Or something in between.

  12. Discosauce says:

    I enjoyed the free to play multiplayer version (Factions) before the proper game came out, and then enjoyed the game itself even more. I played it through three times back to back to 100% the game, and that is simply something I do not normally do. Can’t wait for the the next installment! I only hope this time they are able to flesh it out a bit more with extra audio, animation, etc.

  13. somnolentsurfer says:

    I absolutely loved everything about the Banner Saga, but I got distracted somewhere and never quite finished it. I’m hoping I’ll manage to get to it over Christmas.

    Either way though, if there’s more Austin Wintory it (and the soundtrack) will be a day one purchase.

  14. AgoraphobicHobo says:

    I, for one, picked up the Banner Saga just for the character animation. It was purely an “ooh, pretty” buy. The turn-based strategy RPG on top of that was a bonus.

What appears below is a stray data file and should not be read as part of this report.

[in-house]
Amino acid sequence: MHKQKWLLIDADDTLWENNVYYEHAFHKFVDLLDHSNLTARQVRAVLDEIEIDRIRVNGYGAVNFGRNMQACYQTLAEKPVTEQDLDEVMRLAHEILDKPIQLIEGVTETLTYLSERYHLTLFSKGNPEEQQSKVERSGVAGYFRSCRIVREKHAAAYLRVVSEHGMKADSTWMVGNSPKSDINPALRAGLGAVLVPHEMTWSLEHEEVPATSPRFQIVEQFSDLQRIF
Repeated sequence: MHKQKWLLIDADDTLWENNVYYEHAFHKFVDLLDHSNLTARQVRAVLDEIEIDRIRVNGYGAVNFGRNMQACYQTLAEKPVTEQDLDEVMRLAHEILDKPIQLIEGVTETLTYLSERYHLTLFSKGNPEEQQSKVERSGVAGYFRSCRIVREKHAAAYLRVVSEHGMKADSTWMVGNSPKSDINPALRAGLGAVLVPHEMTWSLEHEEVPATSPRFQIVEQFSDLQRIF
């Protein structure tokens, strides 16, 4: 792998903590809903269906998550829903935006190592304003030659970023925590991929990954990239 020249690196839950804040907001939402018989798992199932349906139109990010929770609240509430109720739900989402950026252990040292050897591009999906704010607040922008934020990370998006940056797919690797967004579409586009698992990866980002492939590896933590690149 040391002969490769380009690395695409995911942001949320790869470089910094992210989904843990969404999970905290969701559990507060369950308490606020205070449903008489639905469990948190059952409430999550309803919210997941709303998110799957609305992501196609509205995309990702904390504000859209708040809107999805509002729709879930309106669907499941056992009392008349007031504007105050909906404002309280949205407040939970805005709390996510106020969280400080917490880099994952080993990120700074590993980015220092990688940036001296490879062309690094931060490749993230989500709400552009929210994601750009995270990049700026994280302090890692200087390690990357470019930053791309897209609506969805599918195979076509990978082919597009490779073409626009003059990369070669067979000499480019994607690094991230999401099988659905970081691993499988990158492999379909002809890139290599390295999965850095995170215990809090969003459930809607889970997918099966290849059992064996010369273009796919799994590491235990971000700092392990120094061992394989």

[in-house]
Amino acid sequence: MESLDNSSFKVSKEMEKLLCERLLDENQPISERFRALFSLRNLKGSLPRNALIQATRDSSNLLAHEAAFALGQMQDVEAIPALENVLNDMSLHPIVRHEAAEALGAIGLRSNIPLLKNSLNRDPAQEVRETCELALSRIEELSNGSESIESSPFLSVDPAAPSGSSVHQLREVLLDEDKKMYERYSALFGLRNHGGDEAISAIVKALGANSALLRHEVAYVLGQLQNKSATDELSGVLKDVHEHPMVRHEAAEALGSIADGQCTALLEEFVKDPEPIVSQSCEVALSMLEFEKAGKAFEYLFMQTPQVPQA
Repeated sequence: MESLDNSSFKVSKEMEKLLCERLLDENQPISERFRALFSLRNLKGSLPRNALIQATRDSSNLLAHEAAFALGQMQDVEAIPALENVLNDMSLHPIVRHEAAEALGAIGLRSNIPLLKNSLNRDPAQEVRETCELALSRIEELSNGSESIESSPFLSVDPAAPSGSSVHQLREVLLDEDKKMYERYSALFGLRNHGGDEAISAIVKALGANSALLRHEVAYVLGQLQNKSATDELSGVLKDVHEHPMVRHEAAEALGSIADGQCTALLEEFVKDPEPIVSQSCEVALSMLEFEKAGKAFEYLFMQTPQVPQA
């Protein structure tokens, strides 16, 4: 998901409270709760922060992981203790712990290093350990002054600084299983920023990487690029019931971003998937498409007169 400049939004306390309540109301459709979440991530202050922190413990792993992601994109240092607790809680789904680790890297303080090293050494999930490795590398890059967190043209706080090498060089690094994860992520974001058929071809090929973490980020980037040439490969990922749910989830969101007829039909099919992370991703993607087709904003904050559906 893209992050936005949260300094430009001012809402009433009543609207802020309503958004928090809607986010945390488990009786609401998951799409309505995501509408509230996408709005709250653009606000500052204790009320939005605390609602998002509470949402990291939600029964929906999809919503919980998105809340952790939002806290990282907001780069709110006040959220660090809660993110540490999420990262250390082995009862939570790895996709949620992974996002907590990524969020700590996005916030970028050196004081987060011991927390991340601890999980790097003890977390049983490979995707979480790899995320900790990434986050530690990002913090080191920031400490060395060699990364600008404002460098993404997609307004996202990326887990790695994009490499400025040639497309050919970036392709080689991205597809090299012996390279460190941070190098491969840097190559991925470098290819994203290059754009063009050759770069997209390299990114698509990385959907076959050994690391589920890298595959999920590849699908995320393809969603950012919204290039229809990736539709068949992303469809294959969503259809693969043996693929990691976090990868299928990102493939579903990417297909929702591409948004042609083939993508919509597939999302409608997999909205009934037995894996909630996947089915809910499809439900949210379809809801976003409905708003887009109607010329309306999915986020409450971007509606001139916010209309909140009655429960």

15. aberdeenphoenix says:

    Ok, so I’m probably not going to buy the second part. Here’s why: I was expecting a complete story when I bought the game (I’m not alone in this: check the steam community page if the devs haven’t deleted the thread… again).

    The steam page said I was buying a saga. It never said I was buying part 1 of a saga. The devs have responded with sarcasm and rudeness to the fans who have been frustrated by this. That’s why I refuse to buy anything that they do anymore, even if it means missing out on a good game. I just refuse to support devs who act like jerks to their customers.

    • theRealComptroller says:

      …you are kidding right?

      the developers are at fault because you are under the mistaken impression that you bought a series of games?